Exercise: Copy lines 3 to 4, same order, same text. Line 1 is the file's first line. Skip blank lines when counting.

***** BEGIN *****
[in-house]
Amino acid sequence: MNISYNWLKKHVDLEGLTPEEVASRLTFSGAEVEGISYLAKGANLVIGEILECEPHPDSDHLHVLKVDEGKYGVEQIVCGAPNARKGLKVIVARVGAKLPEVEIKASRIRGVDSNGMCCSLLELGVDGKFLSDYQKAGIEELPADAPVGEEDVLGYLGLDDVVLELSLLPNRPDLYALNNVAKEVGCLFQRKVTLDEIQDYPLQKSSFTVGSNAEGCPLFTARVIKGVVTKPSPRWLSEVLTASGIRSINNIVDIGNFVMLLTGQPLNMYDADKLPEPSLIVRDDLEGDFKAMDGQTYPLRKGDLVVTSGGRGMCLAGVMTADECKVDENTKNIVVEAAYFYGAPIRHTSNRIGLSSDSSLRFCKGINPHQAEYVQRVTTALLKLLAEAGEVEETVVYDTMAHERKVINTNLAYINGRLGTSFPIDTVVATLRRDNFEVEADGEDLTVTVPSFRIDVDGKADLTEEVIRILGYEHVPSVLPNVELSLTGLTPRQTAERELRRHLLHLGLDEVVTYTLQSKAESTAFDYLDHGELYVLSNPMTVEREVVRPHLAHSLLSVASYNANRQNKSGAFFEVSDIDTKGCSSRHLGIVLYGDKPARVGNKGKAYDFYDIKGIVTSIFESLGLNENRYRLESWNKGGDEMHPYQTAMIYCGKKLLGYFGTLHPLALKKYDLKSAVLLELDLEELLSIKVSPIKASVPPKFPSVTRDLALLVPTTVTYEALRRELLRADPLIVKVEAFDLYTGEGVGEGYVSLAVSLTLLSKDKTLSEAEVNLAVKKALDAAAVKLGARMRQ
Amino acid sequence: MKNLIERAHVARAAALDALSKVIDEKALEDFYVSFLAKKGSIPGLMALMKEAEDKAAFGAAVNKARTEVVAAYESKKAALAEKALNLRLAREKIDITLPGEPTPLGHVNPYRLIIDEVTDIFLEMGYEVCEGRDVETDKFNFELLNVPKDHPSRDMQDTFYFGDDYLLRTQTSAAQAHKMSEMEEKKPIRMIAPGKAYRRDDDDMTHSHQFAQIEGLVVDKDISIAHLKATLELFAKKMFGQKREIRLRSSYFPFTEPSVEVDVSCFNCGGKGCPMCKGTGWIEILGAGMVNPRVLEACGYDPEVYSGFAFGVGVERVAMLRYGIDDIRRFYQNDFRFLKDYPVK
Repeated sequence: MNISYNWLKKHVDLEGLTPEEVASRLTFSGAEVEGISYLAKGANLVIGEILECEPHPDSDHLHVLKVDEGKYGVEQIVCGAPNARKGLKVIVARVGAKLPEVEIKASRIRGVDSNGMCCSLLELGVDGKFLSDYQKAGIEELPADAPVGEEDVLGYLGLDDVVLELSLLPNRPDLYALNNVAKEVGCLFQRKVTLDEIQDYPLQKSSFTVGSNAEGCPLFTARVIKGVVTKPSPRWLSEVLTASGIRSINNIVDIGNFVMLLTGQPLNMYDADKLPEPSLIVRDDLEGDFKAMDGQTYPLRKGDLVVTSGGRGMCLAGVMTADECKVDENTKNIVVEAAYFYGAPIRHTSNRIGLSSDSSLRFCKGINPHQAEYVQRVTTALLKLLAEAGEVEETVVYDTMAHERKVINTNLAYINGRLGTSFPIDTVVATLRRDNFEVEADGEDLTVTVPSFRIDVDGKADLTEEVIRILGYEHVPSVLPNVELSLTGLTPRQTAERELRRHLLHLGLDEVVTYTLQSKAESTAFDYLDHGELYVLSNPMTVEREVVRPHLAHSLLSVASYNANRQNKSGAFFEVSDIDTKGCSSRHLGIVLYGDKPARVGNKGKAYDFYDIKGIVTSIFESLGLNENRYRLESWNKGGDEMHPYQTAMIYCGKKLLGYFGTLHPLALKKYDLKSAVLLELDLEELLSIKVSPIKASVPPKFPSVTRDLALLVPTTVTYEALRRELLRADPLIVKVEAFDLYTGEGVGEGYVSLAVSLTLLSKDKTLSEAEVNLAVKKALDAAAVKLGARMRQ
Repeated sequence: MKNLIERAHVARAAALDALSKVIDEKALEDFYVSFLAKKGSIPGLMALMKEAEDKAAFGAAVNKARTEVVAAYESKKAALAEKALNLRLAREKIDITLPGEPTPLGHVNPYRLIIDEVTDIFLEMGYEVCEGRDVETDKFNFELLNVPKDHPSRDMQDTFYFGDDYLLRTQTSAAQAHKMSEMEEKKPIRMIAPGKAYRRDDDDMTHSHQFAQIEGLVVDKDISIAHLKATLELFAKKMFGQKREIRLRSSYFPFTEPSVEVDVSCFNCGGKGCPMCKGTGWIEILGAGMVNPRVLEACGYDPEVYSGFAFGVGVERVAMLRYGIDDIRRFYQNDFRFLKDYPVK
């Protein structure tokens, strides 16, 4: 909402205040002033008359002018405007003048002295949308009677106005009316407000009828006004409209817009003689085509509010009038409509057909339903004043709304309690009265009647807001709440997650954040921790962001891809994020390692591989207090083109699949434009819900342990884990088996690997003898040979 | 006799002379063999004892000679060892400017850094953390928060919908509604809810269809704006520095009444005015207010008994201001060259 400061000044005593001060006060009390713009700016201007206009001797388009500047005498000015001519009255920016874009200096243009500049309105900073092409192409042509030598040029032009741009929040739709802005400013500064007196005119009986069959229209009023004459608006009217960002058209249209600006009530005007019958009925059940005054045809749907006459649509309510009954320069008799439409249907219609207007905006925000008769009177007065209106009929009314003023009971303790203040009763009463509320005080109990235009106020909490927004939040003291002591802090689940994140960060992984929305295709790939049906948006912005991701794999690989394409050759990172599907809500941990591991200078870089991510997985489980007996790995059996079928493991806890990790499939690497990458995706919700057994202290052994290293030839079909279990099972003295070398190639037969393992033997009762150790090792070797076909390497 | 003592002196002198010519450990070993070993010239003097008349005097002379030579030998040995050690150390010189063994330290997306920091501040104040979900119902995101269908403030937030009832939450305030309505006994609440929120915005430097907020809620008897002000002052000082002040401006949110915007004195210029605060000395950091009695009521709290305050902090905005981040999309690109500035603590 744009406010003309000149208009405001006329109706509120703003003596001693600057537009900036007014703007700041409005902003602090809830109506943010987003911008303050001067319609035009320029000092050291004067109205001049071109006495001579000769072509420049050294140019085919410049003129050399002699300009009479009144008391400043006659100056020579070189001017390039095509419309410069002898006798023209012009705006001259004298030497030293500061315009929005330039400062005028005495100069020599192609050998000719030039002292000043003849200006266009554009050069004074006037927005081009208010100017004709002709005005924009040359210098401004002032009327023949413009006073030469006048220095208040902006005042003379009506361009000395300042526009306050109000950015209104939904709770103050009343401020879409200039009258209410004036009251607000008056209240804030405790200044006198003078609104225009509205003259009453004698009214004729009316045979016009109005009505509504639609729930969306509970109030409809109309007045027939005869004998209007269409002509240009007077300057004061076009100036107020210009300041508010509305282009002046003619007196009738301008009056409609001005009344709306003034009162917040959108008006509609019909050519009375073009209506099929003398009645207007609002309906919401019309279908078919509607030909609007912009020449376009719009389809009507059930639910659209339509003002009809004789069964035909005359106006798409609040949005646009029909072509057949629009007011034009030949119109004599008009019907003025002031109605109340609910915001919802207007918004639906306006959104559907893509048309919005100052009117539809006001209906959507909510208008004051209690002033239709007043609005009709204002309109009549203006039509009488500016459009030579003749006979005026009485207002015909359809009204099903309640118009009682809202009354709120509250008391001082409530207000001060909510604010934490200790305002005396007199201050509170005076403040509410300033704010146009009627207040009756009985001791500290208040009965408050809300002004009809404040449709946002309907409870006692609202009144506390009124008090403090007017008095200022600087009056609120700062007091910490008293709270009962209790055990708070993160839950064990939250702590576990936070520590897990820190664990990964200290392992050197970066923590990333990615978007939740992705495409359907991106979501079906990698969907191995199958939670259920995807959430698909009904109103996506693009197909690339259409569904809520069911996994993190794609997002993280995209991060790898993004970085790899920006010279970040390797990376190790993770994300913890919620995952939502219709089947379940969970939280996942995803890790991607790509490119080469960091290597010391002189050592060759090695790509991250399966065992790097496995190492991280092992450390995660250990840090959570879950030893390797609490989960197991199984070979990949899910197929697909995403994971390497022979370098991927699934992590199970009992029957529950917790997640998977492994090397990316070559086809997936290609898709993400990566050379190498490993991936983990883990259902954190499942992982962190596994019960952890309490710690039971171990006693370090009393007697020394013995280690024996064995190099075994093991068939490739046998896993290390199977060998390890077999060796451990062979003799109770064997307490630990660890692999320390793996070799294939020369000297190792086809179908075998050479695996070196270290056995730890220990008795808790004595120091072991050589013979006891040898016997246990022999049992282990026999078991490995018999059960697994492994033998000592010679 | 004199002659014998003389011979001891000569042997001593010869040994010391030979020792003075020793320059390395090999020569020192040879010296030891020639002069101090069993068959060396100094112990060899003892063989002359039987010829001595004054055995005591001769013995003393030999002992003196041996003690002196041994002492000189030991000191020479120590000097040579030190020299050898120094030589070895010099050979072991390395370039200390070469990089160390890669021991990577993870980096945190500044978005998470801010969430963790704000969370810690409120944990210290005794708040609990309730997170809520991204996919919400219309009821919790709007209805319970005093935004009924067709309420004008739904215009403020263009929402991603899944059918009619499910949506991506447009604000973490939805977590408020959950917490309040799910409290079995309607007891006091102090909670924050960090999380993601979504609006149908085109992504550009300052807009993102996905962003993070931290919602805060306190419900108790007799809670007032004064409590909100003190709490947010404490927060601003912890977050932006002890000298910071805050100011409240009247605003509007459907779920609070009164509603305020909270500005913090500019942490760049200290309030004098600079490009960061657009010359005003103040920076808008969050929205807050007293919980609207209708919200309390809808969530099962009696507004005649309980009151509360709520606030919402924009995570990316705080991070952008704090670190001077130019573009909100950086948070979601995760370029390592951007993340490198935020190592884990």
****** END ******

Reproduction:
Amino acid sequence: MKNLIERAHVARAAALDALSKVIDEKALEDFYVSFLAKKGSIPGLMALMKEAEDKAAFGAAVNKARTEVVAAYESKKAALAEKALNLRLAREKIDITLPGEPTPLGHVNPYRLIIDEVTDIFLEMGYEVCEGRDVETDKFNFELLNVPKDHPSRDMQDTFYFGDDYLLRTQTSAAQAHKMSEMEEKKPIRMIAPGKAYRRDDDDMTHSHQFAQIEGLVVDKDISIAHLKATLELFAKKMFGQKREIRLRSSYFPFTEPSVEVDVSCFNCGGKGCPMCKGTGWIEILGAGMVNPRVLEACGYDPEVYSGFAFGVGVERVAMLRYGIDDIRRFYQNDFRFLKDYPVK
Repeated sequence: MNISYNWLKKHVDLEGLTPEEVASRLTFSGAEVEGISYLAKGANLVIGEILECEPHPDSDHLHVLKVDEGKYGVEQIVCGAPNARKGLKVIVARVGAKLPEVEIKASRIRGVDSNGMCCSLLELGVDGKFLSDYQKAGIEELPADAPVGEEDVLGYLGLDDVVLELSLLPNRPDLYALNNVAKEVGCLFQRKVTLDEIQDYPLQKSSFTVGSNAEGCPLFTARVIKGVVTKPSPRWLSEVLTASGIRSINNIVDIGNFVMLLTGQPLNMYDADKLPEPSLIVRDDLEGDFKAMDGQTYPLRKGDLVVTSGGRGMCLAGVMTADECKVDENTKNIVVEAAYFYGAPIRHTSNRIGLSSDSSLRFCKGINPHQAEYVQRVTTALLKLLAEAGEVEETVVYDTMAHERKVINTNLAYINGRLGTSFPIDTVVATLRRDNFEVEADGEDLTVTVPSFRIDVDGKADLTEEVIRILGYEHVPSVLPNVELSLTGLTPRQTAERELRRHLLHLGLDEVVTYTLQSKAESTAFDYLDHGELYVLSNPMTVEREVVRPHLAHSLLSVASYNANRQNKSGAFFEVSDIDTKGCSSRHLGIVLYGDKPARVGNKGKAYDFYDIKGIVTSIFESLGLNENRYRLESWNKGGDEMHPYQTAMIYCGKKLLGYFGTLHPLALKKYDLKSAVLLELDLEELLSIKVSPIKASVPPKFPSVTRDLALLVPTTVTYEALRRELLRADPLIVKVEAFDLYTGEGVGEGYVSLAVSLTLLSKDKTLSEAEVNLAVKKALDAAAVKLGARMRQ